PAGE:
For decades now, the acronym “ADR” has typically been used as a stand in for the mouthful: Alternative Dispute Resolution. At the ADR Institute of Manitoba, and here at Facilitated Solutions, we prefer to see ADR as APPROPRIATE Dispute Resolution.
Mediation, arbitration, med-arb and other non-judicial dispute resolution mechanisms are increasingly become mainstream. Moreover, we WANT them to become mainstream! So labelling them as “alternative” only serves to reinforce the notion that these are “fringe” processes and don’t have a central role to play in dispute resolution.
And anyway, “alternative” to what? Typically implied here is “alternative to litigation”. And a deeper (and unspoken yet clear) implication is that the courts are, by their very nature, badand therefore to be avoided.
Part of the reality is that litigation has historically been overused as a mechanism to resolve disputes, often disputes that would be more appropriately addressed using less punitive, more collaborative processes. (Think sledge-hammer and fly…)
Here’s the thing. Sometimes, litigation IS the most appropriate resolution mechanism. It’s unfair and counterproductive to devalue the important role the courts play in helping people resolve complex and protracted disputes. We need to stop valuing one tool or set of processes over another. We need to start valuing each process for its own very critical role that it plays.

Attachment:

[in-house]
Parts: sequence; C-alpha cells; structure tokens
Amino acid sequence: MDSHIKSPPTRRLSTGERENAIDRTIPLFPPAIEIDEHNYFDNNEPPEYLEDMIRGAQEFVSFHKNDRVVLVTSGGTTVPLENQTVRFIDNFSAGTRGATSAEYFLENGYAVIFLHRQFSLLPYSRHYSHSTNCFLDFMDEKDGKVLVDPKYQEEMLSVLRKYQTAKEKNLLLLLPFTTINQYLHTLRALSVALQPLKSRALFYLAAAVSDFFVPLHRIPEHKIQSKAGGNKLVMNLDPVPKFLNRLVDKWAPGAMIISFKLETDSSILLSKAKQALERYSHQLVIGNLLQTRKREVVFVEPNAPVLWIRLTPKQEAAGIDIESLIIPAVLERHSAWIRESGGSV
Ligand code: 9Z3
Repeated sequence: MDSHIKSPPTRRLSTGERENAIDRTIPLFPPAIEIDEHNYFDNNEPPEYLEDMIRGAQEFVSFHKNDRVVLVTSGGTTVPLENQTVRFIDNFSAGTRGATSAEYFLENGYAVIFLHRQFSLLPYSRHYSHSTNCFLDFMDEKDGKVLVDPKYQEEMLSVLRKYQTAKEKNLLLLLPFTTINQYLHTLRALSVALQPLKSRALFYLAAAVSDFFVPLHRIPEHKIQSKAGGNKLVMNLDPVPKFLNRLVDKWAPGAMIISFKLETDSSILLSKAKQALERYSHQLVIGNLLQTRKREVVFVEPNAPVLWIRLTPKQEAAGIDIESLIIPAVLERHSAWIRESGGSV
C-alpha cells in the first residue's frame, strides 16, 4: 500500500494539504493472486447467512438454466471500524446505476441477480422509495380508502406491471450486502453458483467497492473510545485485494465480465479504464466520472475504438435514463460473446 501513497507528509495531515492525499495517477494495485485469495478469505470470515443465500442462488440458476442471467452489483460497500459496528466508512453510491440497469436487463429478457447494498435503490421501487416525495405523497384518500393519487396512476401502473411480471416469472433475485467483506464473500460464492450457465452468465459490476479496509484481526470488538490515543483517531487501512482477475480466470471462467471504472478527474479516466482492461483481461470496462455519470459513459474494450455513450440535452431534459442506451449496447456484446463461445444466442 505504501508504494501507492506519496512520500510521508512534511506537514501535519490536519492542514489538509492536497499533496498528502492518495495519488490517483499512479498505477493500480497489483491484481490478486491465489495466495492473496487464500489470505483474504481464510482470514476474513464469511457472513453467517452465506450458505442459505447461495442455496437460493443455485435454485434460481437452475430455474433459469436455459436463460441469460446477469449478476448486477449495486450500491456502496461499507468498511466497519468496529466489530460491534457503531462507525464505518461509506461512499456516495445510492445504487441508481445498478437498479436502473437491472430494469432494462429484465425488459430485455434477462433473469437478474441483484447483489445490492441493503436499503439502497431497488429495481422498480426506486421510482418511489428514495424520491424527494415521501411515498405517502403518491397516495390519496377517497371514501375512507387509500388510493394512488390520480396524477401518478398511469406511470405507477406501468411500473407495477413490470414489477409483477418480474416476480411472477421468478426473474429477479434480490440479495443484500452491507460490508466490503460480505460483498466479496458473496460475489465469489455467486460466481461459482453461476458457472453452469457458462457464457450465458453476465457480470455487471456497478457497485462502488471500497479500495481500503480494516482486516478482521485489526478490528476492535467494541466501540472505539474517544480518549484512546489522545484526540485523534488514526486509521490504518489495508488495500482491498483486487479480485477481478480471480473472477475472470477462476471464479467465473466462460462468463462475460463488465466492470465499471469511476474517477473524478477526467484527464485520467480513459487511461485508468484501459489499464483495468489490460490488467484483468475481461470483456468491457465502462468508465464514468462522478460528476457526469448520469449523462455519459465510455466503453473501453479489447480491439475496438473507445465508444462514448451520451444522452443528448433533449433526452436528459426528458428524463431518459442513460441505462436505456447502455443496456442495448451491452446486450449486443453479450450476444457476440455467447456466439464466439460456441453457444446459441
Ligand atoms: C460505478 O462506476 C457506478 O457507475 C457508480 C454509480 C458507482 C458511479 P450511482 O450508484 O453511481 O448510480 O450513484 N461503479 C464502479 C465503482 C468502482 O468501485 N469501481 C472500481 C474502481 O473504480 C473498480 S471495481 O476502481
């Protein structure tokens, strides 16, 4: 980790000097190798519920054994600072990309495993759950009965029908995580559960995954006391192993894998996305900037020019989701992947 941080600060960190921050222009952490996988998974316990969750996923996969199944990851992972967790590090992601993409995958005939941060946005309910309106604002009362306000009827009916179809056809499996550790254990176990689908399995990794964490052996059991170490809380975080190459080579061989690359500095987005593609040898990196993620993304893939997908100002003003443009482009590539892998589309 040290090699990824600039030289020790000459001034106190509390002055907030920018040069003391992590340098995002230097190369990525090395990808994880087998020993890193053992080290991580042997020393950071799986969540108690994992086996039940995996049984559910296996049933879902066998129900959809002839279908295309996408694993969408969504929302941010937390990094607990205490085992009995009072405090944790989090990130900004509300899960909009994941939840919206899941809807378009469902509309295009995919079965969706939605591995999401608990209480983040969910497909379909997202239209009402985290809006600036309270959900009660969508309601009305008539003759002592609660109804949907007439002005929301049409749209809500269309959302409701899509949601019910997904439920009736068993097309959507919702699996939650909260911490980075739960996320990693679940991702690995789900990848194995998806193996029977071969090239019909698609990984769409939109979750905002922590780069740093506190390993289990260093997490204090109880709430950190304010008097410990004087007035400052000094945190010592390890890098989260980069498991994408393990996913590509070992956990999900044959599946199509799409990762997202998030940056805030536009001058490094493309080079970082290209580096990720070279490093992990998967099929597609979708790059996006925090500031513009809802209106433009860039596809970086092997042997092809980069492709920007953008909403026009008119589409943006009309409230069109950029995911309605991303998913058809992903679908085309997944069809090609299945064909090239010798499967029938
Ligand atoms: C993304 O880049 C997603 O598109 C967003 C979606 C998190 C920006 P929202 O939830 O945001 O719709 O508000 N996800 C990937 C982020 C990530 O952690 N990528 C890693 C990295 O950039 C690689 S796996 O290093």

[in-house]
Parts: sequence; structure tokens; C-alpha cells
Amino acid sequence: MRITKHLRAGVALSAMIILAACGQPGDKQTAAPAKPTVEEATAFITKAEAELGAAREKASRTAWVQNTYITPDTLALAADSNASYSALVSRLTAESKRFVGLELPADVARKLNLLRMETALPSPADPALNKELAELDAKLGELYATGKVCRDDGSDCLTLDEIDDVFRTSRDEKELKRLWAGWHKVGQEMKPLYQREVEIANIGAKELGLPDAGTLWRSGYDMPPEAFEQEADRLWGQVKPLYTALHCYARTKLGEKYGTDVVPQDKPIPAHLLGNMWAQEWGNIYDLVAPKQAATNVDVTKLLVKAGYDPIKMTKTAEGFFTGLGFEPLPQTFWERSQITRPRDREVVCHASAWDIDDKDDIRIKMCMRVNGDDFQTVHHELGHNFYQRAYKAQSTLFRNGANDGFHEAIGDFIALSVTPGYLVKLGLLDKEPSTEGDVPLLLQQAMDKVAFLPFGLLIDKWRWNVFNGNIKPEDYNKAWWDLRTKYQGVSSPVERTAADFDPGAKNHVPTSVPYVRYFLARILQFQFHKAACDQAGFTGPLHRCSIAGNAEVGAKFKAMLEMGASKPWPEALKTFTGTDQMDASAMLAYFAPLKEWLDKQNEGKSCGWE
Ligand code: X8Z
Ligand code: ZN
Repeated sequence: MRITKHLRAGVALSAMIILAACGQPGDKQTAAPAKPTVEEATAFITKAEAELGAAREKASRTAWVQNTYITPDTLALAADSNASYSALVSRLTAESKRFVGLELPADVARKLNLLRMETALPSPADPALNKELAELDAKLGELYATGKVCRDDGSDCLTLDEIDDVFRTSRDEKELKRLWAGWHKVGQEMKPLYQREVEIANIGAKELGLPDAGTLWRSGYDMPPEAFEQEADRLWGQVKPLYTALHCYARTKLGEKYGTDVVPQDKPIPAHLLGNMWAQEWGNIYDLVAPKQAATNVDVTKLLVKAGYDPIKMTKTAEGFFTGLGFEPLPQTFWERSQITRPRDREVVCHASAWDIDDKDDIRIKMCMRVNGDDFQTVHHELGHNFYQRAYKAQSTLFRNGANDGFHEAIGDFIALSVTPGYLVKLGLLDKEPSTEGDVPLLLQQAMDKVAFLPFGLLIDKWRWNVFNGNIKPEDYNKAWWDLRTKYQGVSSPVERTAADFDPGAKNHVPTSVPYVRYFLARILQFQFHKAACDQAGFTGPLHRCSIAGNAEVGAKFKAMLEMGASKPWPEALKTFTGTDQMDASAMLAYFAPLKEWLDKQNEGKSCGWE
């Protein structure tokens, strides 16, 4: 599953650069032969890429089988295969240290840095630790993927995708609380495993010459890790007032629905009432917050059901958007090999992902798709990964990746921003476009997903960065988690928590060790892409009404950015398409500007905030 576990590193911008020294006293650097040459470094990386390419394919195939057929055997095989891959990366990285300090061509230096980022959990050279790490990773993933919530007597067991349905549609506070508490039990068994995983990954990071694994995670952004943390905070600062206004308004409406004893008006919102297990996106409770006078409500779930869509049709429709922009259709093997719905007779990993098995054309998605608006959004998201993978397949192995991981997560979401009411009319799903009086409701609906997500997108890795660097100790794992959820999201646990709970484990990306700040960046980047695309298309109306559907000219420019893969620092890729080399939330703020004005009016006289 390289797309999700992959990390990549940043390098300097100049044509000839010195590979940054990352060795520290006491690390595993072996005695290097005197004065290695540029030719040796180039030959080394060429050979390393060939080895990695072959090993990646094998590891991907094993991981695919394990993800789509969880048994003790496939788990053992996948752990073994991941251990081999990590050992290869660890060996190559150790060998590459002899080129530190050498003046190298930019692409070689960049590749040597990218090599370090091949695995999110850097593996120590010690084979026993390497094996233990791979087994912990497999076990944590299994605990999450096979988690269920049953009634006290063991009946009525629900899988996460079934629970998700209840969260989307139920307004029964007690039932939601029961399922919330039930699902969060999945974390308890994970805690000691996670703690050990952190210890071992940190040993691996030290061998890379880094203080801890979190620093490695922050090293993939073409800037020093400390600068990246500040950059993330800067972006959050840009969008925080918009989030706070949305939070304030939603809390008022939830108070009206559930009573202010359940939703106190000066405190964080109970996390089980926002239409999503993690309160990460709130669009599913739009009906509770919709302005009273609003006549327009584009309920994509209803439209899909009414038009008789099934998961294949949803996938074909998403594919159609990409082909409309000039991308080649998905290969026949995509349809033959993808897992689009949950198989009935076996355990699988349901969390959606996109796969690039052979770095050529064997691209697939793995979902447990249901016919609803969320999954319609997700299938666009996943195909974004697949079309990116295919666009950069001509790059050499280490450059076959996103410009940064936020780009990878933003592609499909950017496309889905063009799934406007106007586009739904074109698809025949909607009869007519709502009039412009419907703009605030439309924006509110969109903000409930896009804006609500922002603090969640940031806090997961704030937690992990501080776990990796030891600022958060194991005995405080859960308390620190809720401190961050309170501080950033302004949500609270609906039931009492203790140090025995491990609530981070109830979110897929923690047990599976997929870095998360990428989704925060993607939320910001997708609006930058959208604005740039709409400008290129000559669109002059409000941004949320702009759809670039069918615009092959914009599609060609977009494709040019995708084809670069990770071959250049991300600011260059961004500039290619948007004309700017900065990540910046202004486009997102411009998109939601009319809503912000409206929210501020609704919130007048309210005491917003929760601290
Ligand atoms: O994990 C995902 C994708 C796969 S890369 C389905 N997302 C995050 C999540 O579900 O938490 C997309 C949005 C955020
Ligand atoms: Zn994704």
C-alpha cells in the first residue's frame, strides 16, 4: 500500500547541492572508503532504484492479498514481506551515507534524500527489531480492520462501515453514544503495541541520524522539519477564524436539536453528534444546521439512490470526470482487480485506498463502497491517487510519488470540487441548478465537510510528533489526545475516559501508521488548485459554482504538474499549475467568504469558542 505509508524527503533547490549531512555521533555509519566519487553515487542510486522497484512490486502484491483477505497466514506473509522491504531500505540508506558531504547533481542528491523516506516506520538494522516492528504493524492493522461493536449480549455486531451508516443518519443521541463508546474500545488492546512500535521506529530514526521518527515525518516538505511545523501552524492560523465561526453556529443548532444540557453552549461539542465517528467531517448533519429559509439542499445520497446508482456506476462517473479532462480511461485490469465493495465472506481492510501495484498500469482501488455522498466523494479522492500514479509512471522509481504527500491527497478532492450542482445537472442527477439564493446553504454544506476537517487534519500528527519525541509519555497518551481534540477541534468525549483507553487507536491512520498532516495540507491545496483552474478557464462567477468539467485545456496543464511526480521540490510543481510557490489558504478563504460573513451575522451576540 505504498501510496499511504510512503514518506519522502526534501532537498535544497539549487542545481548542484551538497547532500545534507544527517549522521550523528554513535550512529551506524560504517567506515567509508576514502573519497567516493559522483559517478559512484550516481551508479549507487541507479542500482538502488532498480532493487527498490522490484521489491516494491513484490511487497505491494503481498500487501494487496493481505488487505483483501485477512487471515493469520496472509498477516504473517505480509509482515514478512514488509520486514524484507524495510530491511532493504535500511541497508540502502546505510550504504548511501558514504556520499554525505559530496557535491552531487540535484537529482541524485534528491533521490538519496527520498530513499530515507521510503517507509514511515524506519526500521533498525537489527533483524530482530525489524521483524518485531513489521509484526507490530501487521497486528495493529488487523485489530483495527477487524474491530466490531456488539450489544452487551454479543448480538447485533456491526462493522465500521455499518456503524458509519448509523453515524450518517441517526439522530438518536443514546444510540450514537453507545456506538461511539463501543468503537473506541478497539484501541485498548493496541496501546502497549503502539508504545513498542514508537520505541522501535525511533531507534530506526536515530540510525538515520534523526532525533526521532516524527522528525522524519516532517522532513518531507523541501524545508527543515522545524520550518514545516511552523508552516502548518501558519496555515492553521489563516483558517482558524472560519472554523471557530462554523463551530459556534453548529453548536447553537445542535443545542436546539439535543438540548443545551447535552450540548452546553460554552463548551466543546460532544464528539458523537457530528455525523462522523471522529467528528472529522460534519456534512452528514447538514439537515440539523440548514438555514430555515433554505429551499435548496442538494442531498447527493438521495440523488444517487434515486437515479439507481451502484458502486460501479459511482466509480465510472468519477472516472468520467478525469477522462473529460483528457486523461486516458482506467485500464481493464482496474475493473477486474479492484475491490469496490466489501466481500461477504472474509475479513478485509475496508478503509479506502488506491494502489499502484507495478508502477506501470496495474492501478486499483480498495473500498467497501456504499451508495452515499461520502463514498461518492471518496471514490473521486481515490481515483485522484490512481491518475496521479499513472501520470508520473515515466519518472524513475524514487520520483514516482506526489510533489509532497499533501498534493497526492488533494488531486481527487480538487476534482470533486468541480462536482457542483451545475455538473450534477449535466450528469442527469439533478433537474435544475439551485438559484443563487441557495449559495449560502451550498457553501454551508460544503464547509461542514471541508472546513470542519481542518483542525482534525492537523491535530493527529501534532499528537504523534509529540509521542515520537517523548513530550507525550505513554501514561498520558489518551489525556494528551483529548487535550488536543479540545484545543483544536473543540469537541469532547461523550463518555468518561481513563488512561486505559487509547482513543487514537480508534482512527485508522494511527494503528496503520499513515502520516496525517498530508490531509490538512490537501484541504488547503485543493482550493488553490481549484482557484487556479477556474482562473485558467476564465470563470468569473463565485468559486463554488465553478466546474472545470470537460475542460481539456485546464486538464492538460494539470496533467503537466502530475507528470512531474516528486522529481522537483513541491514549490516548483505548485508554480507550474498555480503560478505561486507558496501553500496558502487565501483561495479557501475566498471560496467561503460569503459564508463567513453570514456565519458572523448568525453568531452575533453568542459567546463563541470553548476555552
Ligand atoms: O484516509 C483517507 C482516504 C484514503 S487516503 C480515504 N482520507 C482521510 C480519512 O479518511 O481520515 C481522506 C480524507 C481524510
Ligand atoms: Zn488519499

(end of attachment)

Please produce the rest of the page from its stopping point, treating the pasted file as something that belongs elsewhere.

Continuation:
It’s not about the primacy of any one dispute resolution process,
it’s about choosing the most appropriate process.
So, the next time you hear the acronym ADR, think: APPROPRIATE Dispute Resolution. This small shift in thinking can create change in the way we understand our options in conflict.
For more on our local ADR scene, visit the ADR Institute of Manitoba.
And, better yet, consider becoming a member of our growing and thriving community of practitioners, academics, lawyers, aspiring mediators/arbitrators, students and end-users!